In recent years, attention is being focused on the genes responsible for innate immunity and for their association with mastitis (Jault et al., 2004; Nonaka and Kimura, 2006). Among these, the gene responsible for TLR is important as it is responsible for receptors that recognize Pathogen Associated Molecular Patterns (PAMPs) on the surface of microorganisms. Several studies have shown that mutations in the TLR may reduce the ability of the protein to recognize PAMPs and therefore interfere with innate immune activation. Single Nucleotide Polymorphisms (SNPs) within TLR genes in humans have been found to be associated with susceptibility to specific infectious diseases (Pandey and Agrawal, 2006). A recent study revealed that two missense mutations in TLR4 Leucine Rich Repeat (LRR) domain were associated with Mycobacterium aviumpara tuberculosis (MAP) infection (Mucha et al., 2009) suggesting an association between TLR4 mutations and increased susceptibility to MAP infection in cattle.

Toll-like receptor 2 (TLR2) a member of TLR is strongly expressed during mastitis caused by S. aureus (Goldammer et al., 2004) and is uniquely capable of recognizing the peptidoglycan and lipoteichoic acid from S. aureus and other gram-positive bacteria (Bannerman et al., 2004). Bovine TLR2 can properly transduce signals from S. aureus and E. coli (Yang et al., 2008). Bovine TLR2 gene located at the proximal end of BTA 17 contains 2 exons and encodes 784 amino acids (White et al., 2003). Studies have identified polymorphic sites in the bovine TLR2 gene in Bos indicus and Bos taurus cattle breeds (Jann et al., 2008; Opsal et al., 2008; Mariotti et al., 2009; Seabury et al., 2010). Jann et al. (2008) observed that three SNPs of TLR2 gene were localized at positions shaped by positive selection in the ruminant dataset (Leu227Phe, His305Pro, His326Gln) and in domains involved in the recognition of ligands and which could be considered as candidate SNPs for immune related traits. Polymorphisms in the TLR2 gene encoding receptor are likely to contribute to the overall variation in the resistance or susceptibility to mastitis in dairy cattle. Thus, TLR2 appears to be an attractive candidate gene for S. aureus associated mastitis. Therefore the present study is planned to study the association between SNPs reported earlier present in the functional domain of TLR2 gene and bovine mastitis caused by S. aureus.

MATERIALS AND METHODS

Collection of samples: Crossbred cattle between 6-8 years of age were chosen from six private dairy farms in Puducherry region, India. Milk and blood samples were collected in sterile vials from 94 animals with a recurrent history of sub-clinical mastitis and from 72 apparently healthy animals with no history of mastitis. Udder was washed with potassium permanganate solution and teats wiped with 70% alcohol before the collection of the milk samples. One or two streams of milk were discarded before collecting samples from each quarter. Using the Californian Mastitis Test (CMT) reagent, the milk samples were screened for Somatic Cell Count (SCC) and thereby the stage of sub-clinical mastitis condition was ascertained. Blood samples were collected from jugular vein aseptically. Acid Citrate Dextrose (ACD) solution was used as an anticoagulant (2/10 mL blood). The samples were transported in an ice pack and kept at 4°C for further processing.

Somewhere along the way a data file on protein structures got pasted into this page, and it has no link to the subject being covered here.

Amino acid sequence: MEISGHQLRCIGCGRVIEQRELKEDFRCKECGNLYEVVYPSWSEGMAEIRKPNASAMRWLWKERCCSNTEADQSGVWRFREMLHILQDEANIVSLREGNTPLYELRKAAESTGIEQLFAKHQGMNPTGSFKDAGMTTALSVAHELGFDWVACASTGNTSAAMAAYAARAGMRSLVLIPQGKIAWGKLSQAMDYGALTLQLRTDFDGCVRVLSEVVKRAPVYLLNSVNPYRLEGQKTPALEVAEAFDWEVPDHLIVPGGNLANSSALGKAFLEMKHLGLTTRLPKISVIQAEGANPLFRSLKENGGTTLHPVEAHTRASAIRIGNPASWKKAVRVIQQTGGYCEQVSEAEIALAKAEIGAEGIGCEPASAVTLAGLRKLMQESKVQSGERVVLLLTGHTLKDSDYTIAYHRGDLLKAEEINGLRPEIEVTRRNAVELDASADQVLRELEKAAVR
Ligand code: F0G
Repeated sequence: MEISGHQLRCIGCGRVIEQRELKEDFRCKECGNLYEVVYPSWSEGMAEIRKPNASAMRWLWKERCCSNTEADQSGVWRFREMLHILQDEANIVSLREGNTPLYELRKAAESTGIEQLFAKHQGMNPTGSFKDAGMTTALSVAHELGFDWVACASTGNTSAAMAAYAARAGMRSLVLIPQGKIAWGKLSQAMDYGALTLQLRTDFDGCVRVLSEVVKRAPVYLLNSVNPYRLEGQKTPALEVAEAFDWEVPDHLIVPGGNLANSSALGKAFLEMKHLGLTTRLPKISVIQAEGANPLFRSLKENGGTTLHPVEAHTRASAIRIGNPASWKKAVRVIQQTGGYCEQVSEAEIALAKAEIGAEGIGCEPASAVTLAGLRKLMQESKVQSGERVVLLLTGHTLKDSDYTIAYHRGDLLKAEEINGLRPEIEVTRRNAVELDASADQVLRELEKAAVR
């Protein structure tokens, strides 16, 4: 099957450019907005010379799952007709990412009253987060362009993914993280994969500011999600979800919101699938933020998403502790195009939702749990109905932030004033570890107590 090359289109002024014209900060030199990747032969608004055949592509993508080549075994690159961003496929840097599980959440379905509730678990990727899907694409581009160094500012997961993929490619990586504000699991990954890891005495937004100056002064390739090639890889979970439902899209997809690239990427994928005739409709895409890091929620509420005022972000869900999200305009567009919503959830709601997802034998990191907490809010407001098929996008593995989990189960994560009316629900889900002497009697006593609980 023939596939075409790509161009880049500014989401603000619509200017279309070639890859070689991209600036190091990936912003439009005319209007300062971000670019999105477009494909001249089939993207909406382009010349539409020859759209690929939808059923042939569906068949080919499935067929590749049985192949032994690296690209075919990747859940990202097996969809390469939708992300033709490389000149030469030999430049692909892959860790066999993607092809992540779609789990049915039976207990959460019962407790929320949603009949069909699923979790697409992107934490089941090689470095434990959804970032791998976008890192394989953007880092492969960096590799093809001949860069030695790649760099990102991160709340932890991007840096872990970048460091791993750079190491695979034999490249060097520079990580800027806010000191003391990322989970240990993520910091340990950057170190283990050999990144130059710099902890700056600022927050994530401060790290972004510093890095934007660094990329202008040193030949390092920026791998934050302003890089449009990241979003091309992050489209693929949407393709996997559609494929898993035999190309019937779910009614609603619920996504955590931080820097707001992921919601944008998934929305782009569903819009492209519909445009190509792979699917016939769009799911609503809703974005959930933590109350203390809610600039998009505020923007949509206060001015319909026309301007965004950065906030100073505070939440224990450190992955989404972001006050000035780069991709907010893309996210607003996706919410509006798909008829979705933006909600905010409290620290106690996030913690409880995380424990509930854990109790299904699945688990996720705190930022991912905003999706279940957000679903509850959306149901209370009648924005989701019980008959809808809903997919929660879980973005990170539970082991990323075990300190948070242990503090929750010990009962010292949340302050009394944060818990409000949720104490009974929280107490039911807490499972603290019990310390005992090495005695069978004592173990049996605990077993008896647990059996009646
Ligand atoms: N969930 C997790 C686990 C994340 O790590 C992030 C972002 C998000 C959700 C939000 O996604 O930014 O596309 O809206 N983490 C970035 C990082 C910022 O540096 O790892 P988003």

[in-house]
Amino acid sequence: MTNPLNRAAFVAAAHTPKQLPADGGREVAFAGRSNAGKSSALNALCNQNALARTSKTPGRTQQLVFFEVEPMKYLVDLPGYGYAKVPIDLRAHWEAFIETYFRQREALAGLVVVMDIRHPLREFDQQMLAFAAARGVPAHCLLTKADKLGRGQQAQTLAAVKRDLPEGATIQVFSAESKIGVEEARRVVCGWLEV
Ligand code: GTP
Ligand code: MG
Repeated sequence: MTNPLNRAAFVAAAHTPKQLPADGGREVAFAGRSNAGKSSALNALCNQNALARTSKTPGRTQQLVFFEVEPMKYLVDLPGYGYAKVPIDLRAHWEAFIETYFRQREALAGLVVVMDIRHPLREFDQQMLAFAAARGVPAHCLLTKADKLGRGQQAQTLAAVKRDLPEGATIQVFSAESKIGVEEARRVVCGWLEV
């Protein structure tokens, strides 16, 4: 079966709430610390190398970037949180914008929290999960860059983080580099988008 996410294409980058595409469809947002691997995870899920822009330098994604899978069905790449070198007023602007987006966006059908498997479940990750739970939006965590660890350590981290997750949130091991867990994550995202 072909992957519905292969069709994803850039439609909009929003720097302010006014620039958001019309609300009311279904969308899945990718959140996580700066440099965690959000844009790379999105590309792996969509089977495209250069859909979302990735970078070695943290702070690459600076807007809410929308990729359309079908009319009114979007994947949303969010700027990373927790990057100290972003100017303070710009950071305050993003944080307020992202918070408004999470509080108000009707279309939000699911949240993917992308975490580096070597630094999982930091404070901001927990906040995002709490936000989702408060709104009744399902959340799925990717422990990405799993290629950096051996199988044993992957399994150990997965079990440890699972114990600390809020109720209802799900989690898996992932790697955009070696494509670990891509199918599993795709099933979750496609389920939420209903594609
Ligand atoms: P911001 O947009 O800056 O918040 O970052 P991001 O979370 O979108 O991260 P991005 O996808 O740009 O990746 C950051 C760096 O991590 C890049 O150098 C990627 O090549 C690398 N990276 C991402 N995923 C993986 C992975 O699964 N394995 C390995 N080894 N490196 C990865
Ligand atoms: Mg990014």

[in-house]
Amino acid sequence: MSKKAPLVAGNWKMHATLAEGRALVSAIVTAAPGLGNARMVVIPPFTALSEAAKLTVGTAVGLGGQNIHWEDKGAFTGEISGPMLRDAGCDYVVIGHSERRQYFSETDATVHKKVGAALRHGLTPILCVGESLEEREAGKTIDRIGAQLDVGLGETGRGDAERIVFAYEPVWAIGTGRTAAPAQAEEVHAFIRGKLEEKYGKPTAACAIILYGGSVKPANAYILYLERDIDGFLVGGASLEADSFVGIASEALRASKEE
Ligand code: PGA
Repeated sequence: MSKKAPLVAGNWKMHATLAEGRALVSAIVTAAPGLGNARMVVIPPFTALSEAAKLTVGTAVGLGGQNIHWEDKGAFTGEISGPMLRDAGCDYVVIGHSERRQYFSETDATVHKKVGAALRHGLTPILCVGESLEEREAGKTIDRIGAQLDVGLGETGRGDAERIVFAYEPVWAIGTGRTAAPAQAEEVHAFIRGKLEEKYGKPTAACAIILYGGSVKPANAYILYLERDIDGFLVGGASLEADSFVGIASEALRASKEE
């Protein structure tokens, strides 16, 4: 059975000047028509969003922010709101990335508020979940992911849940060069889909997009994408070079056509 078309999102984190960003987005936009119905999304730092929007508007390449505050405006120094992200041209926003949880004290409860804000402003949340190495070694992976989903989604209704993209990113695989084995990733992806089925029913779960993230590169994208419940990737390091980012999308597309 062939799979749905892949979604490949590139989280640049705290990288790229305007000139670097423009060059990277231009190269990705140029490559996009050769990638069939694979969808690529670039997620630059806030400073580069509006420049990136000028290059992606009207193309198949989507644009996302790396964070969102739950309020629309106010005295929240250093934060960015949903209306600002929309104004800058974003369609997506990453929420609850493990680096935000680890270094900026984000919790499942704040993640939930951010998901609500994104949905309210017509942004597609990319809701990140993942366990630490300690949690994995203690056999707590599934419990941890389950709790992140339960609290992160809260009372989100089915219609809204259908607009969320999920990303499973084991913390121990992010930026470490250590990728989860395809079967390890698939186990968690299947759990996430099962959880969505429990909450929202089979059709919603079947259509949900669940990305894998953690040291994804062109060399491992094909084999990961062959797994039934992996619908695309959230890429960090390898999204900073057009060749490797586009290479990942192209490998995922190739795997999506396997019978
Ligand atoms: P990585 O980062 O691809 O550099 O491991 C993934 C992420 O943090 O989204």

Isolation and identification of causative agents of mastitis: Milk samples were mixed well and two or three loop full of milk were streaked on Mueller Hinton Agar with 7% sodium chloride which inhibit the growth of other organisms and facilitate the growth of the genus Staphylococcus and incubated at 37°C for 24-48 h. The cultured organisms were then subjected to bacteriological analysis. A minimum of five colonies of the same type was recorded as causative agent and growth of more than one type of colonies was determined as mixed growth.

Identification of Staphylococcus sp.: Individual colonies were Gram stained. Only Gram positive cocci which were arranged in clusters were considered and the same individual colonies from the culture plates were streaked on Mueller Hinton Agar and incubated overnight at 37°C. A loop full of obtained culture was inoculated in 2 mL Luria Broth, incubated overnight at 37°C and the culture was used in the identification of S. aureus by PCR (Brakstad et al., 1992).